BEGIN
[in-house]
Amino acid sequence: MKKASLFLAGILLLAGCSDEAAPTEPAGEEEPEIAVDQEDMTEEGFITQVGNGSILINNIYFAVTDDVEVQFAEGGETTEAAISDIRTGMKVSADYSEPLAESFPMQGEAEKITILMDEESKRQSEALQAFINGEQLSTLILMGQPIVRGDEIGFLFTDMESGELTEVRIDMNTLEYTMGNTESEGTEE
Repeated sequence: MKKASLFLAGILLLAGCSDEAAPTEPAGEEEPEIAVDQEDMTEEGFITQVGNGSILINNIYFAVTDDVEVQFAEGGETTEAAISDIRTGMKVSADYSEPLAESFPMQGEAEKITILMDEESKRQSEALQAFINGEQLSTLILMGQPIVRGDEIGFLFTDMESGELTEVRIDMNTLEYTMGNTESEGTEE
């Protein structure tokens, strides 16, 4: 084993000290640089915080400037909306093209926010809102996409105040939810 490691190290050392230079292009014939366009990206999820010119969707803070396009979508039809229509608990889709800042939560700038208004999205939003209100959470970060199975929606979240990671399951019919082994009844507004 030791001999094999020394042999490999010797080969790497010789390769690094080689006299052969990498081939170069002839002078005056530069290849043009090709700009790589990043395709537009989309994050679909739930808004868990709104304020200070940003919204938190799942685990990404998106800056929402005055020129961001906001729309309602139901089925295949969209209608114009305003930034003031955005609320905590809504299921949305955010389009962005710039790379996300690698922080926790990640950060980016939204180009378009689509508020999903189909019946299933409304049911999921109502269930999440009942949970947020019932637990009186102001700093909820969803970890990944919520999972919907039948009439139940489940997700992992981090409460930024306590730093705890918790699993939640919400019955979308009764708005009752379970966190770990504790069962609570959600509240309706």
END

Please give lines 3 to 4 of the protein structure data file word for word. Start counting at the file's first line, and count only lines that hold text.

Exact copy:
Repeated sequence: MKKASLFLAGILLLAGCSDEAAPTEPAGEEEPEIAVDQEDMTEEGFITQVGNGSILINNIYFAVTDDVEVQFAEGGETTEAAISDIRTGMKVSADYSEPLAESFPMQGEAEKITILMDEESKRQSEALQAFINGEQLSTLILMGQPIVRGDEIGFLFTDMESGELTEVRIDMNTLEYTMGNTESEGTEE
């Protein structure tokens, strides 16, 4: 084993000290640089915080400037909306093209926010809102996409105040939810 490691190290050392230079292009014939366009990206999820010119969707803070396009979508039809229509608990889709800042939560700038208004999205939003209100959470970060199975929606979240990671399951019919082994009844507004 030791001999094999020394042999490999010797080969790497010789390769690094080689006299052969990498081939170069002839002078005056530069290849043009090709700009790589990043395709537009989309994050679909739930808004868990709104304020200070940003919204938190799942685990990404998106800056929402005055020129961001906001729309309602139901089925295949969209209608114009305003930034003031955005609320905590809504299921949305955010389009962005710039790379996300690698922080926790990640950060980016939204180009378009689509508020999903189909019946299933409304049911999921109502269930999440009942949970947020019932637990009186102001700093909820969803970890990944919520999972919907039948009439139940489940997700992992981090409460930024306590730093705890918790699993939640919400019955979308009764708005009752379970966190770990504790069962609570959600509240309706």